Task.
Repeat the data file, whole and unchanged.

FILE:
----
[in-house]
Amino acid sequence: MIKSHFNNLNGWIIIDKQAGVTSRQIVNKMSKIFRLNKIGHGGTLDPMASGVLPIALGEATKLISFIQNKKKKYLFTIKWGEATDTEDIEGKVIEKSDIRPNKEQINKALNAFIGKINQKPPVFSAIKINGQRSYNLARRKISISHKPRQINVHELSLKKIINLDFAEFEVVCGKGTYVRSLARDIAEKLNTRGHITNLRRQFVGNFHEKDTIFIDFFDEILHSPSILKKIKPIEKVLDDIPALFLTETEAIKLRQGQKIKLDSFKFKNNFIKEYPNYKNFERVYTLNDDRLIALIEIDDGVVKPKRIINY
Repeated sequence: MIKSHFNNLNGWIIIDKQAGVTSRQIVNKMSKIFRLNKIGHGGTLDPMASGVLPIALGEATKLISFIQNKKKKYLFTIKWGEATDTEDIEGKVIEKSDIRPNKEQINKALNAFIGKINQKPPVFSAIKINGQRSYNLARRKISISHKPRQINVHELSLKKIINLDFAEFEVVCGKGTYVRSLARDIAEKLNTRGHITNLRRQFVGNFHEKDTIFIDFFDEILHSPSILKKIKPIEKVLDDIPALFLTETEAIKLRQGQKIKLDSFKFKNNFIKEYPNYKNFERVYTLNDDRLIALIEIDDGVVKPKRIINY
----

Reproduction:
[in-house]
Amino acid sequence: MIKSHFNNLNGWIIIDKQAGVTSRQIVNKMSKIFRLNKIGHGGTLDPMASGVLPIALGEATKLISFIQNKKKKYLFTIKWGEATDTEDIEGKVIEKSDIRPNKEQINKALNAFIGKINQKPPVFSAIKINGQRSYNLARRKISISHKPRQINVHELSLKKIINLDFAEFEVVCGKGTYVRSLARDIAEKLNTRGHITNLRRQFVGNFHEKDTIFIDFFDEILHSPSILKKIKPIEKVLDDIPALFLTETEAIKLRQGQKIKLDSFKFKNNFIKEYPNYKNFERVYTLNDDRLIALIEIDDGVVKPKRIINY
Repeated sequence: MIKSHFNNLNGWIIIDKQAGVTSRQIVNKMSKIFRLNKIGHGGTLDPMASGVLPIALGEATKLISFIQNKKKKYLFTIKWGEATDTEDIEGKVIEKSDIRPNKEQINKALNAFIGKINQKPPVFSAIKINGQRSYNLARRKISISHKPRQINVHELSLKKIINLDFAEFEVVCGKGTYVRSLARDIAEKLNTRGHITNLRRQFVGNFHEKDTIFIDFFDEILHSPSILKKIKPIEKVLDDIPALFLTETEAIKLRQGQKIKLDSFKFKNNFIKEYPNYKNFERVYTLNDDRLIALIEIDDGVVKPKRIINY